Thursday, October 13, 2011

Narbonne and the Ile de St Louis

The Cloister gardens at the Cathedral

Walt looks over the beautifully landscaped Canal through
Narbonne - our boat is just below.
Narbonne was the site of the first Roman settlement on the other side of the Alps. It was called Narbo Martius and founded in 118 BC. It was already a wine growing region and fifty years later posed enough of a threat to the Roman wine makers that many of the fields were destroyed. It became a major port and the capitol of the region. In 413 it was taken by the Visigoths, and then in 719 the Saracens took over until 759 when it became part of the Frankish Kingdom.

Dragon Gargoyles on the Cathedral

Looking up at the flying buttresses 

A section of the Domitian Way, the original Roman road,
uncovered in the main Plaza

Interesting monks line the walls

Work on the Gothic Cathedral began in 1272 and stopped in 1347 when the townspeople refused to remove city walls to finish the nave. They were right as the Hundred Year war made them later necessary. The Cathedral of Saint-Just is very beautiful but clearly truncated. It is the third highest in Europe.
The Archbishop's Palace is right next door and is a huge impressive complex of buildings some dating to the 13th and 14th centuries.
The harbor silted up and the river relocated finishing it as a port in the 14thC and it now lies miles from the sea. We came down with our boat on the Canal de Robine and tied up right in the center of the city for one free night (with electricity and water). The next day after touring the city, we continued down the canal to the Ile de Sainte-Lucie Nature Reserve. This is the beautiful flat delta marsh area where the Narbonne reaches the sea. The island was once a thriving port but is now deserted. Remains of old machines and habitations molder in the woods and there is a museum which hopefully once saw better days.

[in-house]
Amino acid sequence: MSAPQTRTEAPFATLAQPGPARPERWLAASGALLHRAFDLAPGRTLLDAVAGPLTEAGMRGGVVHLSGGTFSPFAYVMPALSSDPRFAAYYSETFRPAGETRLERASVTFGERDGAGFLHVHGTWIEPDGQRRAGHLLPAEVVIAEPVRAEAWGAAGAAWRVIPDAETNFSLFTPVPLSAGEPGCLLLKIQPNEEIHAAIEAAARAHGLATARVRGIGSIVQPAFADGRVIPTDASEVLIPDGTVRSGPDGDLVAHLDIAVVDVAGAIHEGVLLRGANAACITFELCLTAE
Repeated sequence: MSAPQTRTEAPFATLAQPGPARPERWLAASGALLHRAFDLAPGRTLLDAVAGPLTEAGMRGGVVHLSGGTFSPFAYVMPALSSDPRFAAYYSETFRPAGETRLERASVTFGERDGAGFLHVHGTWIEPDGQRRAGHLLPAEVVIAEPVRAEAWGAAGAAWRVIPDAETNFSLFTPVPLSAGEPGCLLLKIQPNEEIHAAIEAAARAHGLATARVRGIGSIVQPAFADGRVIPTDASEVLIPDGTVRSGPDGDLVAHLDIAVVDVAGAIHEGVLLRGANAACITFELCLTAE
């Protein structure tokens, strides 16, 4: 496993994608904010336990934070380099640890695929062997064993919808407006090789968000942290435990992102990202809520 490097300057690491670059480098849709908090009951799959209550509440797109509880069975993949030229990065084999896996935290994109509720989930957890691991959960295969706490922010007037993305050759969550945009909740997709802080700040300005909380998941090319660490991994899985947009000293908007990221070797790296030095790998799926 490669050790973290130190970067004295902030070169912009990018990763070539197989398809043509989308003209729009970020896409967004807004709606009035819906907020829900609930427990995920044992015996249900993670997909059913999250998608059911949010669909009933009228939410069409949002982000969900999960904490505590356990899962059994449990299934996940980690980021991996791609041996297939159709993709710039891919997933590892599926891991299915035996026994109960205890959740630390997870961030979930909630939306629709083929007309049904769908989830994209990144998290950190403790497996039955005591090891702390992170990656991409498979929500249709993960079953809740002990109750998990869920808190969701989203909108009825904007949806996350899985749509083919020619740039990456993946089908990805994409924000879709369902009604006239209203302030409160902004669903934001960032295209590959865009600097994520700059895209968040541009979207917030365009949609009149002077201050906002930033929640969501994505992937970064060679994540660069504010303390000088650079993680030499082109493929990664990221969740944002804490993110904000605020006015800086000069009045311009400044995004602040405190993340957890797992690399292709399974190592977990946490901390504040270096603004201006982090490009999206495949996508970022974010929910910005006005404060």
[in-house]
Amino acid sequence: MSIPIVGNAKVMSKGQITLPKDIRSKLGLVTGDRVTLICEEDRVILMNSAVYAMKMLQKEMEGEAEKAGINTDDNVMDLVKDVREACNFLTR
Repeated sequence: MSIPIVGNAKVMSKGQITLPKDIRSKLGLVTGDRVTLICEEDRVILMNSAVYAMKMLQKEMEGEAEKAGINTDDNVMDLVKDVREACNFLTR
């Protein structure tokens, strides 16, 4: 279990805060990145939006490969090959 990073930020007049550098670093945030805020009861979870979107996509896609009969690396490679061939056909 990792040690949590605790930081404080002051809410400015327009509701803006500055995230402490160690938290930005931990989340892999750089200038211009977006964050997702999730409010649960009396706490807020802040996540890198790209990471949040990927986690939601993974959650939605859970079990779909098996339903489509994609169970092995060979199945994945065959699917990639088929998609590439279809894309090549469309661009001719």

Beautiful Gothic interior of the Cathedral
The walking paths around the island are terrific. We didn't see a lot of bird life, but Brenda went out early in the morning and saw much more. It was a another spectacular night tied up along the banks of the canal.
We stopped again in Narbonne on our way back up to the Canal de Midi and enjoyed another free night plugged in and more exploration of the city. We saw hardly any tourists here, which was a nice change from Carcassonne.

Scott seems to be walking right into this lovely mural
The streets in the old quarter were very
narrow and almost deserted. Around the
canal it was very busy and cosmopolitan. The
old market place has been renovated and was
packed with lunch time shoppers and  people
having lunch. We had a nice conversation with
the butcher who was chopping up our chicken
for a chicken curry (it was a very complete
chicken to start!) 

Windswept trees heading down to the sea
As we approached the island only thin banks separated us
from the inland salt sea, called here an Etang. 

This view from the top of the island shows the canal winding it's way through the Etang - below are the only dwellings still in usable shape. The museum was open and dusty.

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